How to Become a Frontend Developer
Web development is one of the hottest areas of IT right now. Because of this, a large number of companies are looking for skilled and experienced software developers to create state-of-the-art web applications.
There are, in general, three types of web developers: front end, back end and full-stack. Front-end developers code the client-side applications that people use in their web browser, while back-end developers program the server-side applications that communicate with the client-side applications. Full-stack developers work on both frontend and backend applications.
In this article, we will cover skills that you need to become a front-end developer — as well as a practical pathway toward this rewarding career.
Technologies You Need To Know as a Front-End Developer
While the number of frontend development tools available today are nearly endless, the following technologies are essential to most of the jobs out there:
HTML & CSS
No matter how complex a frontend web application may be, at its foundation are the same basic building blocks that are used in the simplest of websites: Hypertext Markup Language (HTML) and Cascading Style Sheets (CSS). While HTML is the language that describes the elements of a web page, CSS is the code that tells a web browser how to display these elements.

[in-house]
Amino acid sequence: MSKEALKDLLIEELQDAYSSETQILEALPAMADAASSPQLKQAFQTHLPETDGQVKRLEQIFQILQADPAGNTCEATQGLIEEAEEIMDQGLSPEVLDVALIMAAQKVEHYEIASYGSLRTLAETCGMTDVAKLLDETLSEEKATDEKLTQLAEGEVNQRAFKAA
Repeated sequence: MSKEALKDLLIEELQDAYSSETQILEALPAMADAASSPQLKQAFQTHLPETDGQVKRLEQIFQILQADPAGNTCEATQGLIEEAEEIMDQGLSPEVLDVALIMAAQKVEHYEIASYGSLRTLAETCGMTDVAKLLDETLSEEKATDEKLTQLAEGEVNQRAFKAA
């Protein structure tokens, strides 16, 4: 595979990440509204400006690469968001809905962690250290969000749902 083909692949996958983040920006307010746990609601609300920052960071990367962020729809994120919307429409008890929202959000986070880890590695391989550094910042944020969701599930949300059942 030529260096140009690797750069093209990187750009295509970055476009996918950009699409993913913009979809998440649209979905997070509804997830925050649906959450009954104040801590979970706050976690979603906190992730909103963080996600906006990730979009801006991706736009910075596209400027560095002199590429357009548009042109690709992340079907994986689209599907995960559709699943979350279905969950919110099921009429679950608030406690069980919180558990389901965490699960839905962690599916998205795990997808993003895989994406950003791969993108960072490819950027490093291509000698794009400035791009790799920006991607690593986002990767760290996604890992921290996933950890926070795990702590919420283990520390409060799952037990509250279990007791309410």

Front-end developers must be experts in both these technologies, as everything they do ultimately relates to manipulating HTML and CSS in a way to create a useful application.
How to Become a Professional Front-End Developer
Aspiring front-end developers face a seemingly impossible dilemma: organizations require their front-end developers to have both experience and skills. But how do you get the experience and skills if no one will hire you? Fortunately, you can get around this dilemma by following these steps:
1. Learn How To Create Basic Web Pages
You have surely heard the old saying: "you have to crawl before you can walk." Nowhere is this more true than in web development.
Start off by learning the basics of HTML and CSS. There are many free online resources available, such as HTML For Beginners The Easy Way and Learn HTML. You can supplement this with a variety of books and courses.
Your goal at this step should be to understand how web pages work at a very basic level, and have the ability to create the type of simple non-interactive websites that you see everyday. You might even want to select one at random and try to mimic how it looks.
You also need to learn how to make a web page responsive. This is the ability of a page to automatically adapt to the screen size of the user. As screen sizes of devices today vary greatly, this is a critical skill for frontend developers. You can learn responsive web design from tutorials such as this one.
3. Build Your Own Web Applications
Once you know how to crawl, you can start to walk. The idea here is to develop your own web applications that let users accomplish something. Try to keep your ideas simple at first, and as you improve as a developer, make them more complicated.